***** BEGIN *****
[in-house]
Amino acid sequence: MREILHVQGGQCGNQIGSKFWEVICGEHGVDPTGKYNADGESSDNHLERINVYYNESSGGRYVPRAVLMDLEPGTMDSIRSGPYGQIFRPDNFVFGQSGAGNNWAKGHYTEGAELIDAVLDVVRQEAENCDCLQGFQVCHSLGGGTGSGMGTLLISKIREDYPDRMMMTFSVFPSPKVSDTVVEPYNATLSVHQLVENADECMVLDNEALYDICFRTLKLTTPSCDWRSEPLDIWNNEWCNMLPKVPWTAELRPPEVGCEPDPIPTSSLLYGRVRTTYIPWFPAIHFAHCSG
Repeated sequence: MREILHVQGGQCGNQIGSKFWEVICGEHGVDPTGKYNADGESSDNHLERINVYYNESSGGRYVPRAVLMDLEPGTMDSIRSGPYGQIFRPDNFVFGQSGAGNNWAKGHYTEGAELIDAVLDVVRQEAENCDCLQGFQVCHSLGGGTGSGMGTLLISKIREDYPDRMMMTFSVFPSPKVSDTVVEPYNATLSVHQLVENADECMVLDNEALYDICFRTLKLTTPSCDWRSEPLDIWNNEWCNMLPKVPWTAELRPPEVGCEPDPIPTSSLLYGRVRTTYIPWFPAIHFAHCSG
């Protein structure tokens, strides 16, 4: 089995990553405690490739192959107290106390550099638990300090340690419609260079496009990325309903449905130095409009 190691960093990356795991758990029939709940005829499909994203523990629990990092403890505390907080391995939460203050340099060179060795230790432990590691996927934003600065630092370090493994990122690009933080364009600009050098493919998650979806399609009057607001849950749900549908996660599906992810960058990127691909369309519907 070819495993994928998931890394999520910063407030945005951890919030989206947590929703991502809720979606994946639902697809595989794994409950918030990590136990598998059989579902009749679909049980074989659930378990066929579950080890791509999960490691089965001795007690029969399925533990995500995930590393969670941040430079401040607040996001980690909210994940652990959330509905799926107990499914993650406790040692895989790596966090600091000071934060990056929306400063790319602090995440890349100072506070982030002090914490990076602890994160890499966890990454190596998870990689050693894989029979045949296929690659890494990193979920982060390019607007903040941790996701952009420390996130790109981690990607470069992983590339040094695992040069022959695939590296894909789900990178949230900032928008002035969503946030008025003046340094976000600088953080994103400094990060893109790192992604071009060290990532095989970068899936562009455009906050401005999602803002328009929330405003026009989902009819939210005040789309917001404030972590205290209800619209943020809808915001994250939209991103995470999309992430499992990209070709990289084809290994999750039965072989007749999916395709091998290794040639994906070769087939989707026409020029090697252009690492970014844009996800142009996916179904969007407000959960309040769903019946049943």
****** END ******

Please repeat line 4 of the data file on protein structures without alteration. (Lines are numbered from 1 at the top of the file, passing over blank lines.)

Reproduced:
């Protein structure tokens, strides 16, 4: 089995990553405690490739192959107290106390550099638990300090340690419609260079496009990325309903449905130095409009 190691960093990356795991758990029939709940005829499909994203523990629990990092403890505390907080391995939460203050340099060179060795230790432990590691996927934003600065630092370090493994990122690009933080364009600009050098493919998650979806399609009057607001849950749900549908996660599906992810960058990127691909369309519907 070819495993994928998931890394999520910063407030945005951890919030989206947590929703991502809720979606994946639902697809595989794994409950918030990590136990598998059989579902009749679909049980074989659930378990066929579950080890791509999960490691089965001795007690029969399925533990995500995930590393969670941040430079401040607040996001980690909210994940652990959330509905799926107990499914993650406790040692895989790596966090600091000071934060990056929306400063790319602090995440890349100072506070982030002090914490990076602890994160890499966890990454190596998870990689050693894989029979045949296929690659890494990193979920982060390019607007903040941790996701952009420390996130790109981690990607470069992983590339040094695992040069022959695939590296894909789900990178949230900032928008002035969503946030008025003046340094976000600088953080994103400094990060893109790192992604071009060290990532095989970068899936562009455009906050401005999602803002328009929330405003026009989902009819939210005040789309917001404030972590205290209800619209943020809808915001994250939209991103995470999309992430499992990209070709990289084809290994999750039965072989007749999916395709091998290794040639994906070769087939989707026409020029090697252009690492970014844009996800142009996916179904969007407000959960309040769903019946049943």